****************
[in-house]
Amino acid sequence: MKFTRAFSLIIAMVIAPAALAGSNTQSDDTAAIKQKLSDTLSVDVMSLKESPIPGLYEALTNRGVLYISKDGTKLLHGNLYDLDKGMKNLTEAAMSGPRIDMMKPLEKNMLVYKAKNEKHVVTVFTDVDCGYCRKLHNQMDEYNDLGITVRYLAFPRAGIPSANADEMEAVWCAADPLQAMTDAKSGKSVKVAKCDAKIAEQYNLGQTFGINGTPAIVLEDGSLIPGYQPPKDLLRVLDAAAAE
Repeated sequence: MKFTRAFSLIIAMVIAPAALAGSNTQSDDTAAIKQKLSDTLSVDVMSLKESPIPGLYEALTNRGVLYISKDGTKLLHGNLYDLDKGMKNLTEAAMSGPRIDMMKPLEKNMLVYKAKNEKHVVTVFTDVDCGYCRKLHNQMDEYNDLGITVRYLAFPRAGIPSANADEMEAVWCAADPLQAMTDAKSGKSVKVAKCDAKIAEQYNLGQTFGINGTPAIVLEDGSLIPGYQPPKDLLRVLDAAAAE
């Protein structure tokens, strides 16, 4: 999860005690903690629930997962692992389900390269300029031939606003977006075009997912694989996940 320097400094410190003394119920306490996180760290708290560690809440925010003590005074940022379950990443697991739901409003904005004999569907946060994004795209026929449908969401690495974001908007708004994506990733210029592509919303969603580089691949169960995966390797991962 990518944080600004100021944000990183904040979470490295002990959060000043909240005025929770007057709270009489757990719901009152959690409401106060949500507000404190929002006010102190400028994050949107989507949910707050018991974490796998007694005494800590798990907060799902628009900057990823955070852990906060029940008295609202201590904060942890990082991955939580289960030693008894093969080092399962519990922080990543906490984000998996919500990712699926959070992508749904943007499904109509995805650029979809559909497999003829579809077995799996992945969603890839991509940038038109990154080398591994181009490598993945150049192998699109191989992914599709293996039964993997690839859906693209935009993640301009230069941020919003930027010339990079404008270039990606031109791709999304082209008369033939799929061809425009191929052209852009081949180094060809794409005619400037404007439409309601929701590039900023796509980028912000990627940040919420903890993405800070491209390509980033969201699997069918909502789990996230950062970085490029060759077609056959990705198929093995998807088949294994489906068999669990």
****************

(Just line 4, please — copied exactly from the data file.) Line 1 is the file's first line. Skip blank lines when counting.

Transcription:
């Protein structure tokens, strides 16, 4: 999860005690903690629930997962692992389900390269300029031939606003977006075009997912694989996940 320097400094410190003394119920306490996180760290708290560690809440925010003590005074940022379950990443697991739901409003904005004999569907946060994004795209026929449908969401690495974001908007708004994506990733210029592509919303969603580089691949169960995966390797991962 990518944080600004100021944000990183904040979470490295002990959060000043909240005025929770007057709270009489757990719901009152959690409401106060949500507000404190929002006010102190400028994050949107989507949910707050018991974490796998007694005494800590798990907060799902628009900057990823955070852990906060029940008295609202201590904060942890990082991955939580289960030693008894093969080092399962519990922080990543906490984000998996919500990712699926959070992508749904943007499904109509995805650029979809559909497999003829579809077995799996992945969603890839991509940038038109990154080398591994181009490598993945150049192998699109191989992914599709293996039964993997690839859906693209935009993640301009230069941020919003930027010339990079404008270039990606031109791709999304082209008369033939799929061809425009191929052209852009081949180094060809794409005619400037404007439409309601929701590039900023796509980028912000990627940040919420903890993405800070491209390509980033969201699997069918909502789990996230950062970085490029060759077609056959990705198929093995998807088949294994489906068999669990």